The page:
# Pillow-Problems: Problem #21

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Problem #19 | Problem #22
For more information on this collection, see Pillow-Problems by Charles L. Dodgson (Lewis Carroll).

## Problem:

21.

Sum (1) to n terms, (2) to 100 terms, the series

1 · 3 · 5; + 2 · 4 · 6; + &c.
[7/4/89

21.

(1)
 n · n + 1 · n + 4 · n + 5 4
; (2) 27,573,000.

## Solution:

21.

(1) The nth term is n · n + 2 · n + 4;

∴the (n + 1)th term is n + 1 · n + 3 · n + 5;
= (n + 1) ·(n + 2 + 1) · (n + 5);
= n + 1 · n + 2 · n + 5 · n + 1 · n + 5
= n + 1 · n + 2 · (n + 3 + 2) + n + 1 · (n + 2 + 3);
= n + 1 · n + 2 · n + 3 + 2 · n + 1 · n + 2 + n + 1 · n + 2 + 3 · n + 1;
= n + 1 · n + 2 · n + 3 + 3 · n + 1 · n + 2 + 3 · n + 1.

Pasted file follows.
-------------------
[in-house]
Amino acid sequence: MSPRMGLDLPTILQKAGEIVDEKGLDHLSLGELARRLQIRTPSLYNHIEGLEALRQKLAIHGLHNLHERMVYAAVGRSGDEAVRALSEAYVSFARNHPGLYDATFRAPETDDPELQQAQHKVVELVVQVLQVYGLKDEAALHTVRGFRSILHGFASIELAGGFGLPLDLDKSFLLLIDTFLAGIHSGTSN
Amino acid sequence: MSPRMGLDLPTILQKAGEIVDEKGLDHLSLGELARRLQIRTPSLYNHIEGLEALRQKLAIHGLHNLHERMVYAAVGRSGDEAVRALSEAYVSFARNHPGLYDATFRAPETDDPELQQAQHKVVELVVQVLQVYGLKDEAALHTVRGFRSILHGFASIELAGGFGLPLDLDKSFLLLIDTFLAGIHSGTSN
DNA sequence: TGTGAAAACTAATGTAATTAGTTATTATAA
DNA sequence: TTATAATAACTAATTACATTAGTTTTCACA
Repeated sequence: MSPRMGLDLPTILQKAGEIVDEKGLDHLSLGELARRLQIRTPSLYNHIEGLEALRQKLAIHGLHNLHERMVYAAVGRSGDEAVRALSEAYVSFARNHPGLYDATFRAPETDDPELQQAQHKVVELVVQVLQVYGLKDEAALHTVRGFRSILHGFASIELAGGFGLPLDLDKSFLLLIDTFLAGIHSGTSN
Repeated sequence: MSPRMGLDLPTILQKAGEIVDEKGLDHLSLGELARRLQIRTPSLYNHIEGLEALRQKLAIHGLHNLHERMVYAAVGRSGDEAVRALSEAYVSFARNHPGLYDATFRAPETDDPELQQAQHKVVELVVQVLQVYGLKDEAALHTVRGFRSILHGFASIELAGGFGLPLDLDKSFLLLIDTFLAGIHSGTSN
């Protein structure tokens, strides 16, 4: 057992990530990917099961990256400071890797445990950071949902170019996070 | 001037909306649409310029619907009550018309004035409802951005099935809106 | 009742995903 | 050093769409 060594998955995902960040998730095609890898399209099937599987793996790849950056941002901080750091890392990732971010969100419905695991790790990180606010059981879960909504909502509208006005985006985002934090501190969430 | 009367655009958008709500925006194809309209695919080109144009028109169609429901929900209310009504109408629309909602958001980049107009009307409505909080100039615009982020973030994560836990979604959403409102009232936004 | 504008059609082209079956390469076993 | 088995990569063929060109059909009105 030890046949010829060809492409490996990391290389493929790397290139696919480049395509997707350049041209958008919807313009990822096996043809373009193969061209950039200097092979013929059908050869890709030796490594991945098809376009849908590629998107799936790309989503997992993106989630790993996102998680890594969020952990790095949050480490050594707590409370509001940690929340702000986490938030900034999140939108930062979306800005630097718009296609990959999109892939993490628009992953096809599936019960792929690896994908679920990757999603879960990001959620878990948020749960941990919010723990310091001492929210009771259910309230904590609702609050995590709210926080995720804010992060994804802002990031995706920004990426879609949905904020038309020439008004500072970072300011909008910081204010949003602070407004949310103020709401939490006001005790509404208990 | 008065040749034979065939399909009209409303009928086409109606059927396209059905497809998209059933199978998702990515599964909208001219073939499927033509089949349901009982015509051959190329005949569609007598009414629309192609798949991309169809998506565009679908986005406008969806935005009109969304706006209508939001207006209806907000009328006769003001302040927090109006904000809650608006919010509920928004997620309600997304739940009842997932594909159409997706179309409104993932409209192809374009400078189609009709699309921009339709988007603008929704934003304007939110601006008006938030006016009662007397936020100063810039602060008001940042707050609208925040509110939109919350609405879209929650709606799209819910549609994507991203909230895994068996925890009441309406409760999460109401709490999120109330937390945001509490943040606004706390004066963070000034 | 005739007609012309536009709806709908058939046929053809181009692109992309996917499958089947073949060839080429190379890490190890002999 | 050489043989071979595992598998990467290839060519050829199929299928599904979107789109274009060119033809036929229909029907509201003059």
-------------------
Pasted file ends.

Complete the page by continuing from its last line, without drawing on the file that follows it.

S =
 n · n + 1 · n + 2 · n + 3 4
+ n · n + 1 · n + 2 +
 (3)/ (2)
· n · n + 1 + C;
and C = 0.
S = n · n + 1 · (
 n² + 5n + 6 4
+ n + 2 +
 (3)/ (2)
);
= n · n + 1 ·
 n² + 9n + 20 4
=
 n · n + 1 · n + 4 · n + 5 4

Q.E.F.

(2) S, to 100 terms,

=
 100 · 101 · 104 · 105 4
= 100 · 101 · 26 · 105;
now 101 · 105 = 10,605;
∴ 101 · 105 · 13 = 130,000 + 7800 + 65 = 137,865;
and twice this = 27400 + 1730 = 275,730;
S = 27,573,000.

Q.E.F.